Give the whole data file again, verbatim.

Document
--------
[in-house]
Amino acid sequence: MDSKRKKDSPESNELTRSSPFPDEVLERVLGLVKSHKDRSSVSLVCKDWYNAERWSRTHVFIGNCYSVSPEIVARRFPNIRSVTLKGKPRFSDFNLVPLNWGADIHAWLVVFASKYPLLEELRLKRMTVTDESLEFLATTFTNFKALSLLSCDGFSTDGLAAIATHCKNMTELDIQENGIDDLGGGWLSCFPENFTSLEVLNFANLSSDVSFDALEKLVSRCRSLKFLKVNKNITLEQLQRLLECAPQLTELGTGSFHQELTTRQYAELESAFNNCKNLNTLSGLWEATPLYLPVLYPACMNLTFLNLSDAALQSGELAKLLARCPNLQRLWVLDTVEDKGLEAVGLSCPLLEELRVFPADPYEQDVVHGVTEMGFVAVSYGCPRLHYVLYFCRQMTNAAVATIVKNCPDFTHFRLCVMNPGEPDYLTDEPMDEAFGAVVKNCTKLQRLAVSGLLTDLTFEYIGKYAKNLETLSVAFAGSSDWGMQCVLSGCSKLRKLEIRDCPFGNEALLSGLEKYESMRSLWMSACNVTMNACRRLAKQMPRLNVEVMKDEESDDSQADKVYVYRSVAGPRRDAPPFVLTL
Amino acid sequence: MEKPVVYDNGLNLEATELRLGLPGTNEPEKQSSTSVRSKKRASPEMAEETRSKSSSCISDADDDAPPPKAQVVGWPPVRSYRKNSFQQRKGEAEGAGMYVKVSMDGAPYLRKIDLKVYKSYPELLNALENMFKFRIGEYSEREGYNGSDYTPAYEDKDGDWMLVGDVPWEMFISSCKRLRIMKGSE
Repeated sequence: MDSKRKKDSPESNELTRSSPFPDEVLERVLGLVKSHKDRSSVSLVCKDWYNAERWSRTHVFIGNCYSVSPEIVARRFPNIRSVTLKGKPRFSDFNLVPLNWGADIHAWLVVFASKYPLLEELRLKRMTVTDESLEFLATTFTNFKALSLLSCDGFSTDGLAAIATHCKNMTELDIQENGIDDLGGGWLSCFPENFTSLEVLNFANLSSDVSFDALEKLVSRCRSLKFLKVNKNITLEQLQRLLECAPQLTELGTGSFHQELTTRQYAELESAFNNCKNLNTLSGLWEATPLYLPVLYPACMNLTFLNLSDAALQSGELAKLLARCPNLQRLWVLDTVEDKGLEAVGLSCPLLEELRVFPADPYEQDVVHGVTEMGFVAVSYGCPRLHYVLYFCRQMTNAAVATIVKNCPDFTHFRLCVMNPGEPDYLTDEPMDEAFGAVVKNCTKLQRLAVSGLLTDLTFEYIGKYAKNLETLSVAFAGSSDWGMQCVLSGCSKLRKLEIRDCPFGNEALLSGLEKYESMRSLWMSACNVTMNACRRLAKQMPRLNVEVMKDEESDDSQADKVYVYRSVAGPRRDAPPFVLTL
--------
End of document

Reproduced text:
[in-house]
Amino acid sequence: MDSKRKKDSPESNELTRSSPFPDEVLERVLGLVKSHKDRSSVSLVCKDWYNAERWSRTHVFIGNCYSVSPEIVARRFPNIRSVTLKGKPRFSDFNLVPLNWGADIHAWLVVFASKYPLLEELRLKRMTVTDESLEFLATTFTNFKALSLLSCDGFSTDGLAAIATHCKNMTELDIQENGIDDLGGGWLSCFPENFTSLEVLNFANLSSDVSFDALEKLVSRCRSLKFLKVNKNITLEQLQRLLECAPQLTELGTGSFHQELTTRQYAELESAFNNCKNLNTLSGLWEATPLYLPVLYPACMNLTFLNLSDAALQSGELAKLLARCPNLQRLWVLDTVEDKGLEAVGLSCPLLEELRVFPADPYEQDVVHGVTEMGFVAVSYGCPRLHYVLYFCRQMTNAAVATIVKNCPDFTHFRLCVMNPGEPDYLTDEPMDEAFGAVVKNCTKLQRLAVSGLLTDLTFEYIGKYAKNLETLSVAFAGSSDWGMQCVLSGCSKLRKLEIRDCPFGNEALLSGLEKYESMRSLWMSACNVTMNACRRLAKQMPRLNVEVMKDEESDDSQADKVYVYRSVAGPRRDAPPFVLTL
Amino acid sequence: MEKPVVYDNGLNLEATELRLGLPGTNEPEKQSSTSVRSKKRASPEMAEETRSKSSSCISDADDDAPPPKAQVVGWPPVRSYRKNSFQQRKGEAEGAGMYVKVSMDGAPYLRKIDLKVYKSYPELLNALENMFKFRIGEYSEREGYNGSDYTPAYEDKDGDWMLVGDVPWEMFISSCKRLRIMKGSE
Repeated sequence: MDSKRKKDSPESNELTRSSPFPDEVLERVLGLVKSHKDRSSVSLVCKDWYNAERWSRTHVFIGNCYSVSPEIVARRFPNIRSVTLKGKPRFSDFNLVPLNWGADIHAWLVVFASKYPLLEELRLKRMTVTDESLEFLATTFTNFKALSLLSCDGFSTDGLAAIATHCKNMTELDIQENGIDDLGGGWLSCFPENFTSLEVLNFANLSSDVSFDALEKLVSRCRSLKFLKVNKNITLEQLQRLLECAPQLTELGTGSFHQELTTRQYAELESAFNNCKNLNTLSGLWEATPLYLPVLYPACMNLTFLNLSDAALQSGELAKLLARCPNLQRLWVLDTVEDKGLEAVGLSCPLLEELRVFPADPYEQDVVHGVTEMGFVAVSYGCPRLHYVLYFCRQMTNAAVATIVKNCPDFTHFRLCVMNPGEPDYLTDEPMDEAFGAVVKNCTKLQRLAVSGLLTDLTFEYIGKYAKNLETLSVAFAGSSDWGMQCVLSGCSKLRKLEIRDCPFGNEALLSGLEKYESMRSLWMSACNVTMNACRRLAKQMPRLNVEVMKDEESDDSQADKVYVYRSVAGPRRDAPPFVLTL